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Benefits  of badges

The NHS is one of the world's largest healthcare providers.

Many patients visit NHS hospitals, clinics, and surgeries every year for various reasons be it consultations, investigations, procedures, some minor, some major. Therefore, it is of paramount importance that all staff are easily and quickly identifiable to patients, visitors, and colleagues.

Identification and professionalism are implied by the wearing of NHS name badges.  They also help in improving safety and security by preventing miscommunication errors. Numerous recommendations have been given on the implementation of name badges.

Badge Hats by Eco Ninjas

We at Eco Ninjas have been busy conducting in depth research and we have tried and tested various methods and designs for attaching and detaching badges safely to fabric theatre hats. 

After extensive testing with Birmingham University and TWI in Cambridge, we eventually found the perfect solution, and we really hope this could become as standard uniform in operating Theatres throughout the UK.

Our badges can also be inserted into plastic badge holders and attached to uniforms using clips or pins just like the current badges, so this could also serve as a dual-purpose badge!

One example is below:

A recommendation to amend existing policy or develop additional policy to require the wearing of name badges (or similar, but not cards on lanyards) by each type of health professional, bearing in large print the person’s name and title or role.

Identification in Theatre settings

In a theatre setting, badges are often covered up by theatre gowns, lanyards are tucked away, and both often have too small a font to read the details from a distance.  Lanyards can easily accidentally be turned around, so the names/roles are not always visible, and many other issues arise from wearing this type of name badge also.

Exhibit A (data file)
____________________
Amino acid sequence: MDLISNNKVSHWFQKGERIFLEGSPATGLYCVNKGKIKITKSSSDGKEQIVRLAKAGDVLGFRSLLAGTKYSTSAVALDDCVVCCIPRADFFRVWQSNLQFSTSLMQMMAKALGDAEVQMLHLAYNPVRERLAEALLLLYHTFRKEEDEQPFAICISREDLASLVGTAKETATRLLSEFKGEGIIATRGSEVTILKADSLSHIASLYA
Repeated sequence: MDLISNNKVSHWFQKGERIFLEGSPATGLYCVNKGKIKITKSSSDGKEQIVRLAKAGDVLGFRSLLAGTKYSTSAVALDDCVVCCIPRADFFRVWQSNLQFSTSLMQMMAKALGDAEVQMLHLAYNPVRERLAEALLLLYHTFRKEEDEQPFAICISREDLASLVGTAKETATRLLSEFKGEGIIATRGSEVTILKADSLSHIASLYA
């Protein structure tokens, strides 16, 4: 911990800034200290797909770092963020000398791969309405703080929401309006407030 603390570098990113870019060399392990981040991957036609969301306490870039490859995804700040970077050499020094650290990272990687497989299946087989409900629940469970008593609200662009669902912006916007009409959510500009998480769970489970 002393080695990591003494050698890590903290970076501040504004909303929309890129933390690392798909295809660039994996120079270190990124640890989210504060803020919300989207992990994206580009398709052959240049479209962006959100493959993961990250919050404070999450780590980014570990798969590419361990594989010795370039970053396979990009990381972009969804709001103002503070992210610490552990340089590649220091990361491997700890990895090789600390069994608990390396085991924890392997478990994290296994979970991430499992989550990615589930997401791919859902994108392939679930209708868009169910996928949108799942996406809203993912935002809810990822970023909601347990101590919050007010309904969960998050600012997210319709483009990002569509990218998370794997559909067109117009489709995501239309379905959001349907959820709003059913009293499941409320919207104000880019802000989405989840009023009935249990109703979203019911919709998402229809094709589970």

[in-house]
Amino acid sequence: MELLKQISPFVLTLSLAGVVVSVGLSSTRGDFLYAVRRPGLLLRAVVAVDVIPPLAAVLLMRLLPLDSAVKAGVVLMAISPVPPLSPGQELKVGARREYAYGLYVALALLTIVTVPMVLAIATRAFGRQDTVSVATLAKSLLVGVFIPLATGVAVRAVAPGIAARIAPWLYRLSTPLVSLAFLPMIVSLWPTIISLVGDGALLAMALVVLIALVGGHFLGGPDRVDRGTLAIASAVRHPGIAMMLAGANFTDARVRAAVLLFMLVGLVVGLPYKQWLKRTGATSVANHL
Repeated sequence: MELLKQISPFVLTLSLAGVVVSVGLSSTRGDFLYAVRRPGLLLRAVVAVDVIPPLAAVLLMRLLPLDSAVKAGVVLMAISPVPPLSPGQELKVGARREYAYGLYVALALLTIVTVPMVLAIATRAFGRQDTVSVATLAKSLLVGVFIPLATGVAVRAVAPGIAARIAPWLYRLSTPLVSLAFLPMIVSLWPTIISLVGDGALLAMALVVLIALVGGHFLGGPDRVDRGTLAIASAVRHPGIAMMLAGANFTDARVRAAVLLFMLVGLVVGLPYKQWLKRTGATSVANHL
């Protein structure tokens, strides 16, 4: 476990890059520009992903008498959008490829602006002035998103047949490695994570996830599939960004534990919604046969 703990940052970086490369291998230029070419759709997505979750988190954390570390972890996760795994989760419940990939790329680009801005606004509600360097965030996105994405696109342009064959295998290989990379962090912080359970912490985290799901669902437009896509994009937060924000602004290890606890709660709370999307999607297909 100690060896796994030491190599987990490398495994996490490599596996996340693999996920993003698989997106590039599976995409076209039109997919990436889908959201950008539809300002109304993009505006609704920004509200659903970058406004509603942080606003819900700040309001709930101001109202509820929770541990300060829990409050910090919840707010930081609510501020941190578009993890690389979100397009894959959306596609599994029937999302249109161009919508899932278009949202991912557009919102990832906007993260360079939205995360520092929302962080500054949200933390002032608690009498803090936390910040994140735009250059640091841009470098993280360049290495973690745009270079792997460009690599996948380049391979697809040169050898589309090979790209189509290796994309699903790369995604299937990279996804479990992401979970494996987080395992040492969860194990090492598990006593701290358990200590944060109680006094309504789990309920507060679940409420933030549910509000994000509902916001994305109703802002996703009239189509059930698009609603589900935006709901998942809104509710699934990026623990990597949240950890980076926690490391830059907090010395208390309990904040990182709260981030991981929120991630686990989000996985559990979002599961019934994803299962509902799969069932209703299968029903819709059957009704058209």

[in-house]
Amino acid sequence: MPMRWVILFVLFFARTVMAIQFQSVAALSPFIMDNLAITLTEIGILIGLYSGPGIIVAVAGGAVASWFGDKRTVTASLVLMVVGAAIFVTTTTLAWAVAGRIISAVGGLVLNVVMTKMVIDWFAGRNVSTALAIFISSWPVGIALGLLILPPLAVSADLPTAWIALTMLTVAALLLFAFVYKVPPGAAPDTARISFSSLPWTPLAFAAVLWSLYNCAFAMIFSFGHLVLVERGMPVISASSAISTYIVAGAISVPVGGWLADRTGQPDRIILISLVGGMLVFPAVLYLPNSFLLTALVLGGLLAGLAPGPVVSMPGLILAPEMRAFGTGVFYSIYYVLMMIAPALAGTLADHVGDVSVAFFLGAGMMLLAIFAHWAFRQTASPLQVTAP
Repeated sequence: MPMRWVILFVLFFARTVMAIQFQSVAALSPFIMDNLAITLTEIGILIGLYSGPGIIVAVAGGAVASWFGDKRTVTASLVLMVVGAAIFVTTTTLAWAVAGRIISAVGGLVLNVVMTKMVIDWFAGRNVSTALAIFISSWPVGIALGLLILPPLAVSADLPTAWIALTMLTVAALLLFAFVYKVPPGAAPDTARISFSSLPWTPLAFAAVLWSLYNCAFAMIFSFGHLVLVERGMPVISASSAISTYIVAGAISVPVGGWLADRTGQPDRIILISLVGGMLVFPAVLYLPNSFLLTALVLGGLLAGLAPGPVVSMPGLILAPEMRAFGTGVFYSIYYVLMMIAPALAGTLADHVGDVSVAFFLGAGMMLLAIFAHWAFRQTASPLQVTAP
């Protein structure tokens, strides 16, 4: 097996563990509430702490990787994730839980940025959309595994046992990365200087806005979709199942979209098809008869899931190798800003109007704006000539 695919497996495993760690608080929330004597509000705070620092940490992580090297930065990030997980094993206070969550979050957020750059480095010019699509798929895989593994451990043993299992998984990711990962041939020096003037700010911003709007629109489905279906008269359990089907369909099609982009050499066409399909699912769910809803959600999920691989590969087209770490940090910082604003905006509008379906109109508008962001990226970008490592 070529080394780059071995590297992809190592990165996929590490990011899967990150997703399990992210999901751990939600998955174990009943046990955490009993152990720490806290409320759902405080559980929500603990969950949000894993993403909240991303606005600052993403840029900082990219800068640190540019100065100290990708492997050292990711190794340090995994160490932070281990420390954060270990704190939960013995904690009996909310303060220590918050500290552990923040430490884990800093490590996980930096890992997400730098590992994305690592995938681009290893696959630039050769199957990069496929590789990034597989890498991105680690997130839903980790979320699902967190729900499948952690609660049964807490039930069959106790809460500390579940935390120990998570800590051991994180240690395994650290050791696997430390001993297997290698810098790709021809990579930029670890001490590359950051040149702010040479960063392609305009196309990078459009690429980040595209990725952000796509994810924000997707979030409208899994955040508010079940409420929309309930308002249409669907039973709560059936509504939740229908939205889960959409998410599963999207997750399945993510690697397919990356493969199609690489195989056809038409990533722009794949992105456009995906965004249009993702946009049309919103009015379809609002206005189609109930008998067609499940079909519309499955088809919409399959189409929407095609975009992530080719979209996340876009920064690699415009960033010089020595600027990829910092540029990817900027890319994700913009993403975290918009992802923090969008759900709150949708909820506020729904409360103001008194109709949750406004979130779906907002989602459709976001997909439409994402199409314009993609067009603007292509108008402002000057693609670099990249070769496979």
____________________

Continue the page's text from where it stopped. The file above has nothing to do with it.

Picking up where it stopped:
It is critical to be able to recognise the importance of using first names, especially in crisis time-sensitive scenarios.  Advocates having names and roles easily visible on theatre hats have given feedback to how this simple practice has had a transformational change to their working environment which provides huge benefits.


Over the last five years or so, names and roles have been written directly onto disposable hats, printed onto stickers & stuck onto the hats, ironed-on, printed and embroidered onto fabric hats and this simple low-cost initiative has gathered global momentum and recognition in improving communication and having an overall general improvement in surgical outcomes. We believe that we have the best, safe and ecofriendly alternative to all of these tried methods of identifying staff members using theatre hats.

Recommendations for names badges to be worn.

Suggestions are to promote identification of badges clipped to a higher level on the chest for example, where they are less likely to be touched or become contaminated and less likely to contact the patient.

(C.M.Murphy et al.  The journal of Hospital Infection, 2017

“Clip-on identity badges may be a better solution, with significantly less bacterial colonisation than lanyards”.

“Like lanyards, clip-on badges retain the benefits of readable identification and the potential to be adapted with colours to emphasise roles”. 


​“A fixed position on the upper chest minimises contact with the clinical environment. Further away from the wearer’s hands than a lanyard, a clip-on badge makes hand re-contamination more difficult”.


“Clip-on identity badges fulfil the same purpose with less threat to infection control”.

Examples of where lanyards are linked to potential infection control instances are below:



“It is not advised to wear badges with lanyards due to infection control risks and in studies performed, lanyards have shown significantly higher rates of MSSA and/or MRSA between groups”.

(Hogue et al. J Arthroplasty. 2017).


“Swinging from around our necks, it accompanies us on the morning commute, to every patient on the ward round, to lunch, to the bathroom, and back to our homes”.  Other studies have shown that lanyards have been contaminated with pathogenic bacteria and it was investigated that lanyards are rarely, if ever, cleaned.  In a study where only 16% of lanyards had ever been washed, those cleaned recently had lower bacterial counts”.  

(Round, BMJ, 2019).

Lanyards have been banned in many hospital theatres due to the potential of cross contamination after studies demonstrated that lanyard hygiene is poor and suggestions have been given to discourage neck lanyards completely.

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